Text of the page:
At a strategic consultation in Ouagadougou, Burkina Faso, the National Mechanism for the Protection of Human Rights Defenders adopted its 2024 Action Plan to enhance support for defenders amid shrinking civic space and heightened State focus on terrorism.
(Geneva) – China must end a pattern of intimidation and ‘deadly reprisals’ against human rights defenders who seek to expose and ensure accountability for human rights violations at the United Nations, the International Service for Human Rights said today.
In a statement to the Human Rights Council on 20 March, ISHR called on the human rights community to observe a moment of silence to remember Cao Shunli and other human rights defenders who have died or been killed as a consequence of their advocacy at the UN.
Following a procedural challenge and protracted debate, the moment of silence was interrupted, as China argued that NGO speakers in the Human Rights Council were not allowed to be silent.
‘The oppostion by China to silently honour human rights defender Cao Shunli who died for her attempt to participate in the work of the UN is shocking,’ Michael Ineichen, Director of Human Rights Council Advocacy at the International Service for Human Rights said. ‘However, Chinese efforts in Geneva and in many capitals around the world to interfere with the rights of NGOs to contribute to the work of the Human Rights Council are sadly only a glimpse of the brutal pattern of reprisals and intimidation that activists face in China’. Mr Ineichen said.
The right to freedom of expression includes a right to observe silence. China’s repression of freedom of expression at home and attempted silencing of dissent at the UN demonstrate that it is unfit to be a member of the Human Rights Council.
Below is a full text of the ISHR statement made on the occasion of the adoption of the Universal Periodic Review of China.
Among the recommendations accepted today is one to ‘ensure that human rights defenders can exercise their legitimate activities, including participation in international mechanisms, without being subjected to reprisals.’
China’s description of this as ‘already implemented’ is manifestly untrue.
A flagrant case of ‘deadly reprisal’ is that of Chinese human rights defender Cao Shunli. She was arrested as she attempted to board her plane to Geneva to attend the Human Rights Council’s September session. While in prison, Ms Cao was denied proper medical attention, and died last week as a result.
Cao Shunli died for her attempt to cooperate with the UPR, for her unwavering dedication to the human rights struggle in her country. She paid with her life for her conviction that the United Nations’ top human rights body would offer civil society some of the space that human rights defenders are denied at home in China.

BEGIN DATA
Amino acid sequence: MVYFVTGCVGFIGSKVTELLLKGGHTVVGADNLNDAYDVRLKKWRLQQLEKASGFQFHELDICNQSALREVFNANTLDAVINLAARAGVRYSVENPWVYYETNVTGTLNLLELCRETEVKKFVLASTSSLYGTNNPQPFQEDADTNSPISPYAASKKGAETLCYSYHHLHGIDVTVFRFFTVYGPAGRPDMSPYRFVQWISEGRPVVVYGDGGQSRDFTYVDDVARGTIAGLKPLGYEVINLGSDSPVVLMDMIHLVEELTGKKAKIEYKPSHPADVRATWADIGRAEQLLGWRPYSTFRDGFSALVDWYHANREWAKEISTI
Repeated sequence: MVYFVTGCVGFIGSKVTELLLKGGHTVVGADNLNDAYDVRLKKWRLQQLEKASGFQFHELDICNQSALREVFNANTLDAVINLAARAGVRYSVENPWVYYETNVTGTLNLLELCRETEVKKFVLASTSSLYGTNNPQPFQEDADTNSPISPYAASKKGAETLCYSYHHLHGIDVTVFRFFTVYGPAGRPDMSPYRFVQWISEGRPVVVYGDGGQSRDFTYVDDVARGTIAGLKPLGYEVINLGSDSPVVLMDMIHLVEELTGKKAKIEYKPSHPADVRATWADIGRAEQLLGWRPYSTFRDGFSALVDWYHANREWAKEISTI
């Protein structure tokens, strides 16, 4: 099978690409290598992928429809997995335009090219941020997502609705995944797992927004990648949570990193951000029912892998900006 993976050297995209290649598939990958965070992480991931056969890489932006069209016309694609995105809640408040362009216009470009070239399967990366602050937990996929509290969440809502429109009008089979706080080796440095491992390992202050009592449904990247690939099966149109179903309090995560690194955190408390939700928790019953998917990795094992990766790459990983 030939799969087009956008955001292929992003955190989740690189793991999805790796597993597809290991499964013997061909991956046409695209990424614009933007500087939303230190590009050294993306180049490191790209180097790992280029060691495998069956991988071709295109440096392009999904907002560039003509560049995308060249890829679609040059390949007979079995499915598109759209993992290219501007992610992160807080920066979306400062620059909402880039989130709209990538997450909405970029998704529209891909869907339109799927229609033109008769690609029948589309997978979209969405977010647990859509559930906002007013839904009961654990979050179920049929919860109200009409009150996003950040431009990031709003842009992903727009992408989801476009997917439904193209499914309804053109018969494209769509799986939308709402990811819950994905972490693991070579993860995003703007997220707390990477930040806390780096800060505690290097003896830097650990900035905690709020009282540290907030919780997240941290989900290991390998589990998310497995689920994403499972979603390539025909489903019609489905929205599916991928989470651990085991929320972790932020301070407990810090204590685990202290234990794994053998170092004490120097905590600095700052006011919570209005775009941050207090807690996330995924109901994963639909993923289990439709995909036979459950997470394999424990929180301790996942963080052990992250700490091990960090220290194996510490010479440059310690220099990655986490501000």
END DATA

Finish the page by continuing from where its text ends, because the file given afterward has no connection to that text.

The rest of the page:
On 14 September, Chinese Public Security officials arrested Cao Shunli as she attempted to board a plane to travel to Geneva, to attend the Council’s September session. Her crime: demanding full civil society participation in the UPR process.
Several human rights defenders have since been either disappeared or detained, simply for showing their support for Cao Shunli.
Ms Cao was transferred from prison to hospital in a critical condition on 20 February 2014 after being denied access to proper medical care in prison. Authorities refused repeated requests by family and lawyers for bail on medical grounds. Sadly, she has passed away last Friday.
Cao Shunli’s death is a direct result of China’s denial of her basic civil and political rights, together with a denial of access to adequate health care in violation of China’s obligations under the International Covenant on Economic, Social and Cultural Rights and the Convention Against Torture.
As a Council member, China must uphold the highest human rights standards and fully cooperate with it. Cao Shunli’s detention, ill-treatment and ultimately her death is manifestly incompatible with these obligations.
Mr President, ISHR and others will use the remaining speaking time alloted to ISHR to observe a moment of silence to remember Cao Shunli, and human rights defenders everywhere who have lost their lives in their struggle.
Thank you Mr. President.
The African Commission on Human and Peoples’ Rights concluded its 77th Ordinary Session held in Arusha, United Republic of Tanzania from 20 October to 9 November 2023. During the session, the Commission renewed its Bureau. It received solemn declarations from elected and re-elected members and launched several documents and newsletters, among others.
In its statement before the African Commission on Human and Peoples’ Rights, ISHR denounced the adoption of restrictive civic space laws and requested the Special Rapporteur on Human Rights Defenders and Focal Point on Reprisals (‘the Special Rapporteur’) to release his first reprisals report.